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How to clean a bird cage the right way

A bird who brings music and joy to your life deserves a clean living space. A bird cage needs regular maintenance and a deep clean routine to provide Tweety with a cozy home. Your bird will feel pampered and loved by you while also enjoying better health in a sanitary cage. The key to easy bird cage cleaning is to stick to a schedule. Follow our guidelines to make the task effortless and give you more time to play with your feathered friend.

Daily maintenance

Person cleaning a bird cage with cloth
victoras/Shutterstock.com

Daily cleaning of your bird’s cage helps prevent unwanted infections and keeps your bird’s home in top condition. With everyday maintenance, basic cleaning of your cage is a quick and easy task that takes minutes to complete. Here are the steps to follow:

  • Change the cage liner: Every cage needs a liner to capture your bird’s droppings and the food that falls from their beak. When you change the cage on a daily basis, you help prevent disease and unpleasant odors.
  • Clean the dishes: At the end of the day, your bird may have some leftover food or water on their plates. Tossing these leftovers and washing the dishes every night prevents the growth of harmful bacteria. Before putting the plates back in your pet’s cage, be sure to give them a good rinse and dry.
  • Wipe down accessories: Toys, birdbaths, and any other cage accessories require daily cleaning with a wet rag or paper towel. If your bird is a little messier, you can also wash the accessories with water and soap. Don’t forget to scrub down any droppings that accumulate in your bird’s perch.
  • Clean surrounding area: For your personal comfort and the health of your family, remember to sweep or vacuum the surrounding areas to remove food, feathers, or droppings that fall on the floor.

Deep cleaning

Depending on your bird’s habits and their space, your cage may need weekly or monthly deep cleans. Typically, larger birds need to have their cage thoroughly cleaned once a week while smaller breeds can go a month between deep cleans.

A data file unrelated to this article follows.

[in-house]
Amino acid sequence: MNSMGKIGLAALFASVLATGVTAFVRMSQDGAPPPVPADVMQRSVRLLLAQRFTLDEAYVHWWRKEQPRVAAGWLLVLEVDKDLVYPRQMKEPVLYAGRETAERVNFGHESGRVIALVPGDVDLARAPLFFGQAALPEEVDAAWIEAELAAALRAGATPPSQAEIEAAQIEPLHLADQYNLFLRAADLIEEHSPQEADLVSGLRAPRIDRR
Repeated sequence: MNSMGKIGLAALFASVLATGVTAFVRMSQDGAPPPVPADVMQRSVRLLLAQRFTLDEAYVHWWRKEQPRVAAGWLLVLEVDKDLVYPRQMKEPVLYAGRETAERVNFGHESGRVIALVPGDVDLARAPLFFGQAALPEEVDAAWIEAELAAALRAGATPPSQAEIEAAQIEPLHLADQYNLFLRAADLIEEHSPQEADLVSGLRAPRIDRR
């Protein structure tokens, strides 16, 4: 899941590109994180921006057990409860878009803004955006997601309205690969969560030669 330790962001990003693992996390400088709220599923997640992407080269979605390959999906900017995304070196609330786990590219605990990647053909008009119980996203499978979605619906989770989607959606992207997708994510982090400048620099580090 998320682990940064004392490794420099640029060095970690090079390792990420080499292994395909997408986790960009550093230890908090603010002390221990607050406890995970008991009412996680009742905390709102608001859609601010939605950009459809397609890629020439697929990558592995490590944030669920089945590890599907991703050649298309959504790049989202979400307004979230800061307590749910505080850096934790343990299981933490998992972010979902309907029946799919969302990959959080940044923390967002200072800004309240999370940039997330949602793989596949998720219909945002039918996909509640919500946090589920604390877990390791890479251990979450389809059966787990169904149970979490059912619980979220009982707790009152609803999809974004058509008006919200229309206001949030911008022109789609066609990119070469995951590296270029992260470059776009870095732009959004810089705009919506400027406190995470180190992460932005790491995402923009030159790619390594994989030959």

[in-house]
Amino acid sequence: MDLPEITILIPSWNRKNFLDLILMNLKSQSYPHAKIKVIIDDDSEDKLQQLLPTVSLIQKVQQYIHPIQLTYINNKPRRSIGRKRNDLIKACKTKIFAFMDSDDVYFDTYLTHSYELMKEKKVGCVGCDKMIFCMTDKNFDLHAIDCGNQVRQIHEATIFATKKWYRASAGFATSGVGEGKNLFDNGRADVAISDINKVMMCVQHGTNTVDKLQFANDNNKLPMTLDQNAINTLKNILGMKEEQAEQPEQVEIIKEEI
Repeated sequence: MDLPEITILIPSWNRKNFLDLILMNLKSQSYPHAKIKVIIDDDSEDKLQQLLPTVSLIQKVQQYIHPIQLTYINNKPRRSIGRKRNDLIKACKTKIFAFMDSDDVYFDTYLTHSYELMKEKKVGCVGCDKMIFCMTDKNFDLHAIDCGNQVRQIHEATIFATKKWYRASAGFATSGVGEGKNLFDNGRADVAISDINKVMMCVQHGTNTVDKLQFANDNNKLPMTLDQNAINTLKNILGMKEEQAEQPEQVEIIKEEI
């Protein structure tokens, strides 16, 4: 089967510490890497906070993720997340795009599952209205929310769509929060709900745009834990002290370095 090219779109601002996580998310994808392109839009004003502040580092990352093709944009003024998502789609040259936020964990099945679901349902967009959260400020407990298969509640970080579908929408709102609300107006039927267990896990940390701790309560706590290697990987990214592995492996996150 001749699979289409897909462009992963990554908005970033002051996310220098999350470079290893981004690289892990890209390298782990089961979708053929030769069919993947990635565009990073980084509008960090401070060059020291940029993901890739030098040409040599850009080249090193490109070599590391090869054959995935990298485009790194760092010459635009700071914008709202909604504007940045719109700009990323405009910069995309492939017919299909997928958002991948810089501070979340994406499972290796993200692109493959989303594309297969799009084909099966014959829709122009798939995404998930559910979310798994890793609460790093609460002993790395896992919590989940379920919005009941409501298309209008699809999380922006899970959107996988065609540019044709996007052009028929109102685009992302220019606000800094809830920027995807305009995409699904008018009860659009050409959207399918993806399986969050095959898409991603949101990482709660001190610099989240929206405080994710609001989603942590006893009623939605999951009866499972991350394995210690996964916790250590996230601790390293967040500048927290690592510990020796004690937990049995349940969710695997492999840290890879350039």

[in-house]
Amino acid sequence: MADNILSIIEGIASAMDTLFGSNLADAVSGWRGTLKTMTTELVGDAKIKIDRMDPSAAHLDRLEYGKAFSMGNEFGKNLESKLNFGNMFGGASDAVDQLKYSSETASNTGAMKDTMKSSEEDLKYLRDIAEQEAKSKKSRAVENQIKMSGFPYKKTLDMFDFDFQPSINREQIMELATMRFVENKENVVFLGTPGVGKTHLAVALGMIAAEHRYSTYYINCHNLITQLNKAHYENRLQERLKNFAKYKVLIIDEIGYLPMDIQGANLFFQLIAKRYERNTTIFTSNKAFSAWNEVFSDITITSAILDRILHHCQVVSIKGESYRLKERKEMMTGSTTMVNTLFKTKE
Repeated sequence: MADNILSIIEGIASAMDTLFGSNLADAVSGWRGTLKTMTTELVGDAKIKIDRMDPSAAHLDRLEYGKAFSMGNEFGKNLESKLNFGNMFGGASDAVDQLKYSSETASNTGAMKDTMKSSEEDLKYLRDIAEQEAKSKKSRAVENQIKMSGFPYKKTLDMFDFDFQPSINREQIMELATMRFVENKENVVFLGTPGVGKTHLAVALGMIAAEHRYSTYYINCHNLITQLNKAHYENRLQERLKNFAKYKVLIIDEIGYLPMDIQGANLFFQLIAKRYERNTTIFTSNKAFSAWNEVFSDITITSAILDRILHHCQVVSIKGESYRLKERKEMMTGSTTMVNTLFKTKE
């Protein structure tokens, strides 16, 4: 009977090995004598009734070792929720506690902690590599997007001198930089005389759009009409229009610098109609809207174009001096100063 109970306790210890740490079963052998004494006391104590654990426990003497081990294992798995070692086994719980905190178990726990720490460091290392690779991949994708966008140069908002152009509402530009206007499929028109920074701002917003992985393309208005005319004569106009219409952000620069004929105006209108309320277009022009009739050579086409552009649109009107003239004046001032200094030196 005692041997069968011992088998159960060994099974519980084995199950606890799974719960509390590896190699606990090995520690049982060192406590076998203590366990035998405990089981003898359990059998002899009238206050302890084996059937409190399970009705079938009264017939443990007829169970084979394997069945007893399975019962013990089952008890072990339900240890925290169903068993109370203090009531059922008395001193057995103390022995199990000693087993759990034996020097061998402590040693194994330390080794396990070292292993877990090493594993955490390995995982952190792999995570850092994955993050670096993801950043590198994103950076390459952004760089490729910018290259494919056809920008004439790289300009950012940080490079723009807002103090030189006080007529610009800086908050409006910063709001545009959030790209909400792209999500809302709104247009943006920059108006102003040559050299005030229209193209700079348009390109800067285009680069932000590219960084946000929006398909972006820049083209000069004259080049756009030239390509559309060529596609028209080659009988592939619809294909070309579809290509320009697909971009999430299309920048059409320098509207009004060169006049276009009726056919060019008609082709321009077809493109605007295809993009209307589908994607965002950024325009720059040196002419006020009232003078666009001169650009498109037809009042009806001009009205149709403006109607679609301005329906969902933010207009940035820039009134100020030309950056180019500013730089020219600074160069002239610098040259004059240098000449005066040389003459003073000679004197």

These are the supplies you need for this:

  • Cage liners
  • Paper towels or rags
  • Bird-safe disinfectant
  • Scrub brush

Once you have a set schedule for your full bird cage cleaning, be sure to stick to it and follow these steps:

  • Empty out the cage: Place your feathered friend in a safe area and remove everything from their cage.
  • Remove and wash the cage tray: Take out the tray at the bottom of the cage and give it a good scrub. Even though this tray is usually covered by the liner, it still needs a wash to remove any droppings that get past the liner. Remember to dry the tray well before putting it back in the cage.
  • Scrub the cage: Using a sink or garden hose, wash the entire cage thoroughly with water and soap. Pay special attention to cracks and crevices that accumulate debris. Rinse the cage well to remove all soap.
  • Disinfect the cage: Spray down the whole cage with bird-safe disinfectant. For an organic alternative to disinfectant, make your own solution using white vinegar and water or baking soda, lemon juice, and water. Then, let the cage air dry.
  • Clean or change the perch: For a deep clean, soak and scrub your bird’s perch to remove dirt and waste. If it’s looking worn, simply rotate or replace your bird’s perch for a new one.
  • Sanitize and change toys: Wash your bird’s toys on a daily basis. If you have multiple toys, consider rotating them so your bird always has a clean toy and stays entertained.
  • Change the liner: Once the cage is clean and dry, replace the liner before putting the bird and toys back.

Tips and tricks

Here are a few tips to make cage cleaning an easier chore:

  • Place a mat or old sheet on the floor before you start cleaning the cage. This is especially helpful if you have carpet.
  • Keep your bird’s food bowls half full. This helps keep things neat and prevents your bird from becoming a picky eater.
  • Having extra plates, perches, and toys make daily cleaning easier.
  • Consider a steamer for easier removal of stubborn droppings.
Yellow bird on perch in its cage
Image used with permission by copyright holder

With discipline and love, you can offer your sweet bird a clean cage that they’ll love. While it may seem like a lot of work, it’s easy to keep your bird’s home neat as long as you’re consistent about daily maintenance and regular deep cleaning. Once you’ve gotten the hang of bird cage cleaning, you’ll be able to do it quickly and with less effort. This means you’ll have more time to spend with your healthy and happy feathered friend.

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